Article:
I attended a CFA Society Tucson-sponsored investor call March 18th presented by Kevin T. Carter, Founder and Chief Operations Officer of EMQQ. To call it and emerging markets equity exchange traded fund would not do it justice. Kevin gave a great presentation and here are my takeaways.
Not all emerging markets equity funds are alike. He urged us to consider the presence of State Owned Enterprises in the fund. These, he asserted can have severe management shortcomings that can serve to diminish the efficiency of the company and might even make such a company vulnerable to corrupt raids by government officials. One very striking example of such an intrusion he gave was of President Lula de Silva of Brazil. He and his successor, Pres. Dilma Rousseff were charged in a corruption case involving the state-run oil company Petrobras. The business model of Petrobras presents a vulnerability to investors whereas a chief executive can intrude on operations and cause problems.
Kevin described business models that have more efficient management not dependent upon the favors of government officials. These typically rely upon private or institutional investors instead. He cited two of these: Berkshire Hathaway and the Yale Trust fund. Such as these will have to exert much due diligence before committing their investors’ funds to an enterprise. Due diligence includes an investigation of the corporate executives and the the finance of the company.
EMQQ ETF has 96 companies in their investment portfolio with a large concentration in China. Kevin told us that these have dissimilar investment weightings and these change as prices shift. The ETF is rebalanced semi-annually and the weightings will change as a result. I was pleased to see that the profile of a company considered for inclusion includes those with investment capital as little as $300M. This is in the Microcap asset class. In a previous post, I described this asset class and why I think it is a useful one to include in an investment portfolio. Those in this portfolio will be in non-US countries so they will carry even greater risk than US domestic ones.
Kevin showed us a performance chart that compared the EMQQ fund with the Morgan Stanley emerging markets index (MSCIEM). there was a surprising contrast. He said that this was due to EMQQ’s concentration on consumer products and service providers in the space. Further refining the company profile, these are internet and e-commerce companies.
The talk was about a “confluence” of three important socio-economic forces: first; demographics, especially population growth. The populations of countries considered “emerging” or “frontier” are growing at a much faster rate than that of the developed world. More people means larger and larger workforces producing more and more value. Faster growing populations that are hungry for the consumer goods enjoyed by the developed world means high consumer demand. Consumer demand signals sales of product and services. Those sales translate into corporate earnings; an important fundamental for share price. Production and sales are measured in economic growth statistics. China is forecast to have 7.6% growth in 2021; the USA, in a banner year and coming off 2020 with a growth LOSS of about 3.5% is forecast to have about 6.4% a net/net of about 3.5%. The second force of confluence is the smartphone. Kevin had a bar graph that showed nations and their per capita share of smartphones. The developed world, of course is very high while the developing one has a large but slowly declining gap. The smartphone leapfrogs over the personal computer by bringing access to the third force of confluence; the internet.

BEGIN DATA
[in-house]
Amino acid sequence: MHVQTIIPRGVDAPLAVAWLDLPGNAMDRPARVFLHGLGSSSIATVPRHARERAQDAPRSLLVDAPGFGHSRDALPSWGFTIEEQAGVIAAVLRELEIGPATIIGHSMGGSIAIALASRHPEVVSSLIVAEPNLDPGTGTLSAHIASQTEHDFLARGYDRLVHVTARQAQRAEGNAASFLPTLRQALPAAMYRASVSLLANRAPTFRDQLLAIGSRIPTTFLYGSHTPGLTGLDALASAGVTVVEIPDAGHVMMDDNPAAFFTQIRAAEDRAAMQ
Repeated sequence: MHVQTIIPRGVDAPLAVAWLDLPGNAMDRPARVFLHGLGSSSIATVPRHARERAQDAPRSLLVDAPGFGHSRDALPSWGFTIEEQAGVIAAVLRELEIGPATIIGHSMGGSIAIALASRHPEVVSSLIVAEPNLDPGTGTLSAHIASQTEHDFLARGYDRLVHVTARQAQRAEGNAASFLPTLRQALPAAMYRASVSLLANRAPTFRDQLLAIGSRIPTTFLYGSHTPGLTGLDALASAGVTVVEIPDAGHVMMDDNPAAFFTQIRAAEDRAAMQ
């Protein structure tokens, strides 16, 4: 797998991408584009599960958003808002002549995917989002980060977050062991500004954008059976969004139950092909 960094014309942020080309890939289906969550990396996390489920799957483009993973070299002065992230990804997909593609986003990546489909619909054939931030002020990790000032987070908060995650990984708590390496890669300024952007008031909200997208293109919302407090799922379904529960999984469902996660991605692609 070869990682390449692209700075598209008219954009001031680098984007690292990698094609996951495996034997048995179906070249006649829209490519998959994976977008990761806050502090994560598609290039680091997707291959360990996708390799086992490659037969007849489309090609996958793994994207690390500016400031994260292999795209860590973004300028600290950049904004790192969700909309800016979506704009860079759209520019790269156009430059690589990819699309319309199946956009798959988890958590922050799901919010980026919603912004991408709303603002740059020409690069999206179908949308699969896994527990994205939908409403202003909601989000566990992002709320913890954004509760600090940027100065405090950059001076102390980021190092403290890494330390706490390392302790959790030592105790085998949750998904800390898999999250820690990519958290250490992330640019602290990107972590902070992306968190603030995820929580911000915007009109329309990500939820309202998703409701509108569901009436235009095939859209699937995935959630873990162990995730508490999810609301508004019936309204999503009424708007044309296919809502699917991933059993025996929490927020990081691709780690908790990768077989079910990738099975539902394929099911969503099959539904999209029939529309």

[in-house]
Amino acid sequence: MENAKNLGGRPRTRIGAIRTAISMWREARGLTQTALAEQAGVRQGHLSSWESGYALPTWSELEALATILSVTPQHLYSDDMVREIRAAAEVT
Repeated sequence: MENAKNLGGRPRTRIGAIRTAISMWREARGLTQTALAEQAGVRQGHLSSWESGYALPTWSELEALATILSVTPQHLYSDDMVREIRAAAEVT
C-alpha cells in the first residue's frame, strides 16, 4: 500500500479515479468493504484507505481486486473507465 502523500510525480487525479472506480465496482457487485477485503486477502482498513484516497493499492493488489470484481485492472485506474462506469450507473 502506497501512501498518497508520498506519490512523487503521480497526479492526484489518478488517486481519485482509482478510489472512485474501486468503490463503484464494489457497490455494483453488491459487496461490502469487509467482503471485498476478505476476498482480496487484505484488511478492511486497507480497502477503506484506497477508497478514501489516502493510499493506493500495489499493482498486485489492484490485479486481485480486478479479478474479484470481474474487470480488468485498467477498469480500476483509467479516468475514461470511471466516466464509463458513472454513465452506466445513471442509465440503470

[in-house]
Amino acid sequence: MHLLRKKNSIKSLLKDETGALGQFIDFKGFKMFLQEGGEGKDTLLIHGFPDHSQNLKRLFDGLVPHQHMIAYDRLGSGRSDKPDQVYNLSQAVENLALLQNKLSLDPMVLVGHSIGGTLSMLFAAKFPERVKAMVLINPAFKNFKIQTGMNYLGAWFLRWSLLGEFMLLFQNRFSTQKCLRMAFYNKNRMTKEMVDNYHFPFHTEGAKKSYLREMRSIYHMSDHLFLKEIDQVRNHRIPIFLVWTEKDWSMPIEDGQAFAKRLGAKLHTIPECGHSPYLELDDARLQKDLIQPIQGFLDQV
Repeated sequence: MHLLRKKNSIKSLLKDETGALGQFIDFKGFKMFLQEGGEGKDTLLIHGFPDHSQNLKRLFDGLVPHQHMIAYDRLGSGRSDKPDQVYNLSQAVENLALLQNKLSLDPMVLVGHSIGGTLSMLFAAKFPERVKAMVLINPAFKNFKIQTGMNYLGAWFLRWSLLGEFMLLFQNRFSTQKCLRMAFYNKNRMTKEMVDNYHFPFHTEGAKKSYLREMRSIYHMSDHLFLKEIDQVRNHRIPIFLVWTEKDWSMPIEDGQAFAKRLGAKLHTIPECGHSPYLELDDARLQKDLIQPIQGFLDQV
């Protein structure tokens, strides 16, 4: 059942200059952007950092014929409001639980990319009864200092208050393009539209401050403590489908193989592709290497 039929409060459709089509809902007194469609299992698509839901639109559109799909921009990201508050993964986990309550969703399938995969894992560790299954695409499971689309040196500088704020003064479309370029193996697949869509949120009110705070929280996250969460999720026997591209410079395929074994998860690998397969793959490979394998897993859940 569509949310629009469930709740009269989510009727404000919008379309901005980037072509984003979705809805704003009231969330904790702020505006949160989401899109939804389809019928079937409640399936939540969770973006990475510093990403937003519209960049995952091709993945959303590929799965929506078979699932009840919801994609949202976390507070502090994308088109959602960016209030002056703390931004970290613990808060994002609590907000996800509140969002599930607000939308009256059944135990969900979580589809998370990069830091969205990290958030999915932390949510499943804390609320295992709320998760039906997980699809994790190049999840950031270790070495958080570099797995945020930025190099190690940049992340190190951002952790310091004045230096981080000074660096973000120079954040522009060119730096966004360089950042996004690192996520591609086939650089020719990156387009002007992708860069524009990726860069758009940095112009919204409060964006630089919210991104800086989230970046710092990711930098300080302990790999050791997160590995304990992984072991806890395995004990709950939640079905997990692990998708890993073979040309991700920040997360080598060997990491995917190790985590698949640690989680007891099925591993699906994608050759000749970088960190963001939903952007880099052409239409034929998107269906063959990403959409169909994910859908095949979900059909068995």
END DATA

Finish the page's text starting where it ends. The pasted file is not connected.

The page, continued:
Internet connectedness brings a host of advancements to a population. The first is a very streamlined medium of exchange for goods and services. He showed a photo of a produce truck in China that had two QR code cards on a table. This shows that even for such informal retailing, consumers are buying without exchanging hard currency; by debiting the consumer’s online banking account and crediting the seller’s. E-finance commerce is multiples more efficient than currency commerce.
Not stated so clearly but in a comment I made, the proliferation of smartphones and the information people have at their fingertips make it harder for despots to ascend to power and restrain economic growth as they typically do; creating systems of cronyism. Internet access also provides access to the various social media platforms. Social media streamlines personal communication. This can be a huge advantage for business formation. Internet access generally increases access to information; to knowledge. The intangible benefit of this to a population cannot even be easily measured.
The confluence of factors influencing the developing world is a very exciting prospect for global socio-economic growth that can greatly enrich the savvy investor. Keep your eyes on EMQQ.